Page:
Regulators at the Financial Services Authority (FSA) are investigating the recent IT failure at RBS, one of the UK's largest banks, after technical problems caused serious disruption to the bank's operations and inconvenienced millions of customers.
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According to reports, the government may levy a substantial fine, perhaps in the tens of millions of British pounds, on RBS as a penalty.
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According to the Financial Times, RBS expects to receive the, "first UK regulatory fine for a direct IT failure." The paper adds:
The FSA is planning to tell UK banks to check that their systems are not vulnerable to severe outages and to modernise any that could pose a risk to customers.
Although the government response is welcome, it seems to ignore the large number of IT failures that regularly occur in the UK. It is hard to understand why it took so long for regulators to wake up and recognize that IT failures are a critically important issue.
Worldwide cost of IT failure (revisited): $3 trillion
Although I am not usually cynical, this time I turn to the following photograph as a reasonable explanation. The photo is floating around the Internet and can be found on many sites, so no attribution is not possible:
According to research firm, Celent, IT investment by banks is declining. In a report titled, IT Spending in Banking: A Global Perspective, the company states that banks in Asia-Pacific will increase spending by 6 percent in 2012. However, banks in Europe will grow IT spending by only 0.3 percent during this time period, creating a problem in the coming years.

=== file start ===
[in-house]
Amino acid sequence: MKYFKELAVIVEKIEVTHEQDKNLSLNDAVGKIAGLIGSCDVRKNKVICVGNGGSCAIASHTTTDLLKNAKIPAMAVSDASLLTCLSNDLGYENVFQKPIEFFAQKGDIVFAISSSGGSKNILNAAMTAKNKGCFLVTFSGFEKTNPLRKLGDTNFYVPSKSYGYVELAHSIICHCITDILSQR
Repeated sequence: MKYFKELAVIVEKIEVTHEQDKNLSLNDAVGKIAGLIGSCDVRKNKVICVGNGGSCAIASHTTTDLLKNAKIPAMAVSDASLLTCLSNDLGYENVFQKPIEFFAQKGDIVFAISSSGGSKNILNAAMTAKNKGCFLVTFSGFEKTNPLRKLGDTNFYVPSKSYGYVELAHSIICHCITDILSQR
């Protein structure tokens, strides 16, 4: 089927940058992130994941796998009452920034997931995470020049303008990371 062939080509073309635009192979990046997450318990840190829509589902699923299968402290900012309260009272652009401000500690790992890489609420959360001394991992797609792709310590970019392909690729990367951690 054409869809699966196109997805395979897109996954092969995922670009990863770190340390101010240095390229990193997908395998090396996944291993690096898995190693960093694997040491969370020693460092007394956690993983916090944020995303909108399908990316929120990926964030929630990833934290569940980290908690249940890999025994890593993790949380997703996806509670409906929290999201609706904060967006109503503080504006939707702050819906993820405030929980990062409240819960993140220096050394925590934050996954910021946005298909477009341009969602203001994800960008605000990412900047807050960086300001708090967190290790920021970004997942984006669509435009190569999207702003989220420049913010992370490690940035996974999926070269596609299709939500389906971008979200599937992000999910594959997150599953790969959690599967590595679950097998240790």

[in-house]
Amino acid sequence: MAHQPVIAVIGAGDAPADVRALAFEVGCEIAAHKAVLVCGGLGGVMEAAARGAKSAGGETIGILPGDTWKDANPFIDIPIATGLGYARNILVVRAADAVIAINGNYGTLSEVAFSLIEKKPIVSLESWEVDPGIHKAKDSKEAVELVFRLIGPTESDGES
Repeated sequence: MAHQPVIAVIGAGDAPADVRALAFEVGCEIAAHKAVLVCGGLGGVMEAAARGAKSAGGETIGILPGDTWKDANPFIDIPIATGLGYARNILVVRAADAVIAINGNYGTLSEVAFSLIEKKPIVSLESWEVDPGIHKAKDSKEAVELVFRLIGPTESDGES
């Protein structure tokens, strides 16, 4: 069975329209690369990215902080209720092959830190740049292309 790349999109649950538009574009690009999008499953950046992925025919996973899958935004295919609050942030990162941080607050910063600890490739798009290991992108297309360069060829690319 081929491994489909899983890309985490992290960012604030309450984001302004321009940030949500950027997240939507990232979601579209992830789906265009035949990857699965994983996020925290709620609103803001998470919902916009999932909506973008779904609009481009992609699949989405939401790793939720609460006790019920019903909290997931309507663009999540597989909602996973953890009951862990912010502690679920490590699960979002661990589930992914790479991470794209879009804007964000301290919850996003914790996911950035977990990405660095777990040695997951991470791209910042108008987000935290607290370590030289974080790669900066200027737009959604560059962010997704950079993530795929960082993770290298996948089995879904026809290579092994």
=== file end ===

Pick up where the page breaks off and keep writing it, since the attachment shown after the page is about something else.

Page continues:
The report adds:
Of the total investment in IT in 2012, a whopping 77.6% goes to maintenance. European banks are having the most difficulty in reducing their maintenance spending.
Banks will need to spend on new investments, at least partly as a result of needed system upgrades. Frequently, financial institutions are running systems that are too obsolete, too slow, and inflexible. Systems like these are impediments to achieving optimum operational efficiency as well as to developing products.
If these assertions are accurate, then regulators are wasting their time ordering banks to prevent IT failures. Serious efforts to address the problem must require banks to significantly increase spending and investment in core IT systems. Increasing non-maintenance investment in systems and processes is the only way to prevent future IT failures in the banking sector.